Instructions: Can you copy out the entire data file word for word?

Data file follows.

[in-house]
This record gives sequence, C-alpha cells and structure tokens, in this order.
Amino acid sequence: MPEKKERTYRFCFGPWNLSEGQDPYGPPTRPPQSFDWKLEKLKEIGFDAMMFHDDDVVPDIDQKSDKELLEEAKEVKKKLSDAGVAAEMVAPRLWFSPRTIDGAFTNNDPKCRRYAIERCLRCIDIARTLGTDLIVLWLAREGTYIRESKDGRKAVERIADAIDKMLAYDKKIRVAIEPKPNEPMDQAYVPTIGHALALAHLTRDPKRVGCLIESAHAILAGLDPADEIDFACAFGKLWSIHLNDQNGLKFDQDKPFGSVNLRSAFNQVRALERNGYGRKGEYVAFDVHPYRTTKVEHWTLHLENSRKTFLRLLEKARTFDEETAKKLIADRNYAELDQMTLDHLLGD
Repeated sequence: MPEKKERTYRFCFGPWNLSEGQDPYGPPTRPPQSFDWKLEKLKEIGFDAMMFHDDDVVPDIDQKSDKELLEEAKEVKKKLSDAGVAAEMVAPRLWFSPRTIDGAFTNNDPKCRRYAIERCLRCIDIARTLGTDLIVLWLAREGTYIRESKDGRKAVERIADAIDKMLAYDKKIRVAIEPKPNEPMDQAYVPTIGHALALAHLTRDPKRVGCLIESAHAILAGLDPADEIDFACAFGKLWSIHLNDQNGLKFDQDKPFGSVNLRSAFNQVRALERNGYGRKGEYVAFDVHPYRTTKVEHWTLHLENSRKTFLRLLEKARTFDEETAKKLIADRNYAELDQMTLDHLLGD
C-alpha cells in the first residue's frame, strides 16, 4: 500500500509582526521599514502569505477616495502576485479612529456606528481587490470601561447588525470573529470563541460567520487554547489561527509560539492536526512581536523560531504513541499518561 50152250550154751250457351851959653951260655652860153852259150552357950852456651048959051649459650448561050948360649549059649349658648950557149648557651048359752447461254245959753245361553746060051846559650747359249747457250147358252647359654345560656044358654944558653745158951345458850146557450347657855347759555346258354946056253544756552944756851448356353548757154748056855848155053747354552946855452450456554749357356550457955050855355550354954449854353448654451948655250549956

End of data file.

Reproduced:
[in-house]
This record gives sequence, C-alpha cells and structure tokens, in this order.
Amino acid sequence: MPEKKERTYRFCFGPWNLSEGQDPYGPPTRPPQSFDWKLEKLKEIGFDAMMFHDDDVVPDIDQKSDKELLEEAKEVKKKLSDAGVAAEMVAPRLWFSPRTIDGAFTNNDPKCRRYAIERCLRCIDIARTLGTDLIVLWLAREGTYIRESKDGRKAVERIADAIDKMLAYDKKIRVAIEPKPNEPMDQAYVPTIGHALALAHLTRDPKRVGCLIESAHAILAGLDPADEIDFACAFGKLWSIHLNDQNGLKFDQDKPFGSVNLRSAFNQVRALERNGYGRKGEYVAFDVHPYRTTKVEHWTLHLENSRKTFLRLLEKARTFDEETAKKLIADRNYAELDQMTLDHLLGD
Repeated sequence: MPEKKERTYRFCFGPWNLSEGQDPYGPPTRPPQSFDWKLEKLKEIGFDAMMFHDDDVVPDIDQKSDKELLEEAKEVKKKLSDAGVAAEMVAPRLWFSPRTIDGAFTNNDPKCRRYAIERCLRCIDIARTLGTDLIVLWLAREGTYIRESKDGRKAVERIADAIDKMLAYDKKIRVAIEPKPNEPMDQAYVPTIGHALALAHLTRDPKRVGCLIESAHAILAGLDPADEIDFACAFGKLWSIHLNDQNGLKFDQDKPFGSVNLRSAFNQVRALERNGYGRKGEYVAFDVHPYRTTKVEHWTLHLENSRKTFLRLLEKARTFDEETAKKLIADRNYAELDQMTLDHLLGD
C-alpha cells in the first residue's frame, strides 16, 4: 500500500509582526521599514502569505477616495502576485479612529456606528481587490470601561447588525470573529470563541460567520487554547489561527509560539492536526512581536523560531504513541499518561 50152250550154751250457351851959653951260655652860153852259150552357950852456651048959051649459650448561050948360649549059649349658648950557149648557651048359752447461254245959753245361553746060051846559650747359249747457250147358252647359654345560656044358654944558653745158951345458850146557450347657855347759555346258354946056253544756552944756851448356353548757154748056855848155053747354552946855452450456554749357356550457955050855355550354954449854353448654451948655250549956